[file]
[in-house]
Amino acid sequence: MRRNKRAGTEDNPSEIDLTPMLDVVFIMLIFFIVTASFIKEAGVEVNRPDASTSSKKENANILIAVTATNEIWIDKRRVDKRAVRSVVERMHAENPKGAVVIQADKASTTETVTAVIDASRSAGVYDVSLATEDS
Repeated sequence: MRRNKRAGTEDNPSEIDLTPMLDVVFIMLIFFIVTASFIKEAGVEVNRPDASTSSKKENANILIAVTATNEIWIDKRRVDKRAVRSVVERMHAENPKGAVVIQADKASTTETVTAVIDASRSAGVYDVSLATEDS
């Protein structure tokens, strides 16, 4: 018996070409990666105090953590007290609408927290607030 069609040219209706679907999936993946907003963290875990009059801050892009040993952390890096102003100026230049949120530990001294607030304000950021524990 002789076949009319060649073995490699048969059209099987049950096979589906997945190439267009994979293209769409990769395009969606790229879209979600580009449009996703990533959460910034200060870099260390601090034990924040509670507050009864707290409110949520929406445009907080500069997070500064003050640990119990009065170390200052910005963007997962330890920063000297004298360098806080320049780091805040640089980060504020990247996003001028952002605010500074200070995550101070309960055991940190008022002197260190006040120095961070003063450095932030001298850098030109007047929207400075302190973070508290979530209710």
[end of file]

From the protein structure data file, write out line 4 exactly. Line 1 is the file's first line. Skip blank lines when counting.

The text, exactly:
């Protein structure tokens, strides 16, 4: 018996070409990666105090953590007290609408927290607030 069609040219209706679907999936993946907003963290875990009059801050892009040993952390890096102003100026230049949120530990001294607030304000950021524990 002789076949009319060649073995490699048969059209099987049950096979589906997945190439267009994979293209769409990769395009969606790229879209979600580009449009996703990533959460910034200060870099260390601090034990924040509670507050009864707290409110949520929406445009907080500069997070500064003050640990119990009065170390200052910005963007997962330890920063000297004298360098806080320049780091805040640089980060504020990247996003001028952002605010500074200070995550101070309960055991940190008022002197260190006040120095961070003063450095932030001298850098030109007047929207400075302190973070508290979530209710």